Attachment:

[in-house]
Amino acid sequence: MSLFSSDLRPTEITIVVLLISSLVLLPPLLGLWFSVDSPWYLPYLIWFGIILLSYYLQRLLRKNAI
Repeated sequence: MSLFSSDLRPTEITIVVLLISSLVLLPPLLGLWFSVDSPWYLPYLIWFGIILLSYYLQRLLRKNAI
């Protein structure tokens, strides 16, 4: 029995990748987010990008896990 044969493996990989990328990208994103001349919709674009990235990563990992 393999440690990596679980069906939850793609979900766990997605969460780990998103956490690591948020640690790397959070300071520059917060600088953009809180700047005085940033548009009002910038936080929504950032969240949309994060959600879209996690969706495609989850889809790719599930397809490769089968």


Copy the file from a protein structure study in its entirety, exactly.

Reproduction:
[in-house]
Amino acid sequence: MSLFSSDLRPTEITIVVLLISSLVLLPPLLGLWFSVDSPWYLPYLIWFGIILLSYYLQRLLRKNAI
Repeated sequence: MSLFSSDLRPTEITIVVLLISSLVLLPPLLGLWFSVDSPWYLPYLIWFGIILLSYYLQRLLRKNAI
């Protein structure tokens, strides 16, 4: 029995990748987010990008896990 044969493996990989990328990208994103001349919709674009990235990563990992 393999440690990596679980069906939850793609979900766990997605969460780990998103956490690591948020640690790397959070300071520059917060600088953009809180700047005085940033548009009002910038936080929504950032969240949309994060959600879209996690969706495609989850889809790719599930397809490769089968």